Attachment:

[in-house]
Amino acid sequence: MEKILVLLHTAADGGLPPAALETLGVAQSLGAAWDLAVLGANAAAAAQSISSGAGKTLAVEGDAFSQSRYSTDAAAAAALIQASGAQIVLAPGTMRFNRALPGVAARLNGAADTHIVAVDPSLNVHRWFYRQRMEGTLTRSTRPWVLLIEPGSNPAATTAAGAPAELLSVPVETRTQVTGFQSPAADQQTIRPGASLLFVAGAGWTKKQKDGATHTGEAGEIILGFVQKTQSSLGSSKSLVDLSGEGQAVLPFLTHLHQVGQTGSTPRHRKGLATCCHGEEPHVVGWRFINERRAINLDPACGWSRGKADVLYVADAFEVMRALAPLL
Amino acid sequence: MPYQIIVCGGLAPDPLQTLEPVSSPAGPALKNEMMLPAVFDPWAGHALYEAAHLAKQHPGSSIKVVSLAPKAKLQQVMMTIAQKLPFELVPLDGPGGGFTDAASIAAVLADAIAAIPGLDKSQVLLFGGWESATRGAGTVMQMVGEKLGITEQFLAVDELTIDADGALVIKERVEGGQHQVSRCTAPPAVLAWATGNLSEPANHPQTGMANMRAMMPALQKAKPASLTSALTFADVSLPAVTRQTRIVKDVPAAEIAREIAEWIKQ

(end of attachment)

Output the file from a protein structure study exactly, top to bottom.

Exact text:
[in-house]
Amino acid sequence: MEKILVLLHTAADGGLPPAALETLGVAQSLGAAWDLAVLGANAAAAAQSISSGAGKTLAVEGDAFSQSRYSTDAAAAAALIQASGAQIVLAPGTMRFNRALPGVAARLNGAADTHIVAVDPSLNVHRWFYRQRMEGTLTRSTRPWVLLIEPGSNPAATTAAGAPAELLSVPVETRTQVTGFQSPAADQQTIRPGASLLFVAGAGWTKKQKDGATHTGEAGEIILGFVQKTQSSLGSSKSLVDLSGEGQAVLPFLTHLHQVGQTGSTPRHRKGLATCCHGEEPHVVGWRFINERRAINLDPACGWSRGKADVLYVADAFEVMRALAPLL
Amino acid sequence: MPYQIIVCGGLAPDPLQTLEPVSSPAGPALKNEMMLPAVFDPWAGHALYEAAHLAKQHPGSSIKVVSLAPKAKLQQVMMTIAQKLPFELVPLDGPGGGFTDAASIAAVLADAIAAIPGLDKSQVLLFGGWESATRGAGTVMQMVGEKLGITEQFLAVDELTIDADGALVIKERVEGGQHQVSRCTAPPAVLAWATGNLSEPANHPQTGMANMRAMMPALQKAKPASLTSALTFADVSLPAVTRQTRIVKDVPAAEIAREIAEWIKQ